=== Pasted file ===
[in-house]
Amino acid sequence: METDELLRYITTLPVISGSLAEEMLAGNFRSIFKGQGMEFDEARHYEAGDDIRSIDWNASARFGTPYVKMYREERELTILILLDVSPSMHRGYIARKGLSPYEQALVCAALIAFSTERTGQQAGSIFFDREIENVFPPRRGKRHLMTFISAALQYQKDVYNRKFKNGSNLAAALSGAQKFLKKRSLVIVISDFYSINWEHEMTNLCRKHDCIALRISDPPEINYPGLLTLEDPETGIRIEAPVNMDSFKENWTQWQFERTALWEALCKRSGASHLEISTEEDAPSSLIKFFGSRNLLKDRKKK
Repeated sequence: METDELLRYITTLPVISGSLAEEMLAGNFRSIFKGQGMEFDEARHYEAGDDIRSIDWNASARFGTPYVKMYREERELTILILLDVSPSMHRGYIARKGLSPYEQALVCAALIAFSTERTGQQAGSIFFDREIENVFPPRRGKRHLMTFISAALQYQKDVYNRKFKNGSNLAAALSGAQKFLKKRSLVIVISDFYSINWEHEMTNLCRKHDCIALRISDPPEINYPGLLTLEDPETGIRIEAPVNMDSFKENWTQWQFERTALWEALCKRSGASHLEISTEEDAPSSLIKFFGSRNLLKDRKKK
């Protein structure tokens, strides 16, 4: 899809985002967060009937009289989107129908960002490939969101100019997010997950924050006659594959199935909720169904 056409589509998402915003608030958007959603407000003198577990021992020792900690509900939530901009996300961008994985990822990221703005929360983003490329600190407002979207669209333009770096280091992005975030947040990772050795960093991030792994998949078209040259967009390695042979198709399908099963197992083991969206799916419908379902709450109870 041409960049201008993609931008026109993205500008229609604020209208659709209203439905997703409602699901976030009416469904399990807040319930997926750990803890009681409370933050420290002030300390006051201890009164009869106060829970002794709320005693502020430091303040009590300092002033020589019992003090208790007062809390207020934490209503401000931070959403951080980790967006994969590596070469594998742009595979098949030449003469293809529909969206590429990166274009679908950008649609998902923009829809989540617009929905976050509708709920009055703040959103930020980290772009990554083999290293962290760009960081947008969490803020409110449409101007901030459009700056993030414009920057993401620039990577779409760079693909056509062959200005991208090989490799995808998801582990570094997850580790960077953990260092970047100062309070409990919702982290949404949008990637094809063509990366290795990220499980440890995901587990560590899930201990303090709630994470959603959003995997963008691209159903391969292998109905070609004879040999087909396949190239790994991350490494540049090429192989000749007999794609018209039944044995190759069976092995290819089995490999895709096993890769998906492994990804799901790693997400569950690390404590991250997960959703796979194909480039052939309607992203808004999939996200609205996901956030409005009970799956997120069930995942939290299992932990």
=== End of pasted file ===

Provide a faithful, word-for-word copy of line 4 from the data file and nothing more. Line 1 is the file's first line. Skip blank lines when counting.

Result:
């Protein structure tokens, strides 16, 4: 899809985002967060009937009289989107129908960002490939969101100019997010997950924050006659594959199935909720169904 056409589509998402915003608030958007959603407000003198577990021992020792900690509900939530901009996300961008994985990822990221703005929360983003490329600190407002979207669209333009770096280091992005975030947040990772050795960093991030792994998949078209040259967009390695042979198709399908099963197992083991969206799916419908379902709450109870 041409960049201008993609931008026109993205500008229609604020209208659709209203439905997703409602699901976030009416469904399990807040319930997926750990803890009681409370933050420290002030300390006051201890009164009869106060829970002794709320005693502020430091303040009590300092002033020589019992003090208790007062809390207020934490209503401000931070959403951080980790967006994969590596070469594998742009595979098949030449003469293809529909969206590429990166274009679908950008649609998902923009829809989540617009929905976050509708709920009055703040959103930020980290772009990554083999290293962290760009960081947008969490803020409110449409101007901030459009700056993030414009920057993401620039990577779409760079693909056509062959200005991208090989490799995808998801582990570094997850580790960077953990260092970047100062309070409990919702982290949404949008990637094809063509990366290795990220499980440890995901587990560590899930201990303090709630994470959603959003995997963008691209159903391969292998109905070609004879040999087909396949190239790994991350490494540049090429192989000749007999794609018209039944044995190759069976092995290819089995490999895709096993890769998906492994990804799901790693997400569950690390404590991250997960959703796979194909480039052939309607992203808004999939996200609205996901956030409005009970799956997120069930995942939290299992932990």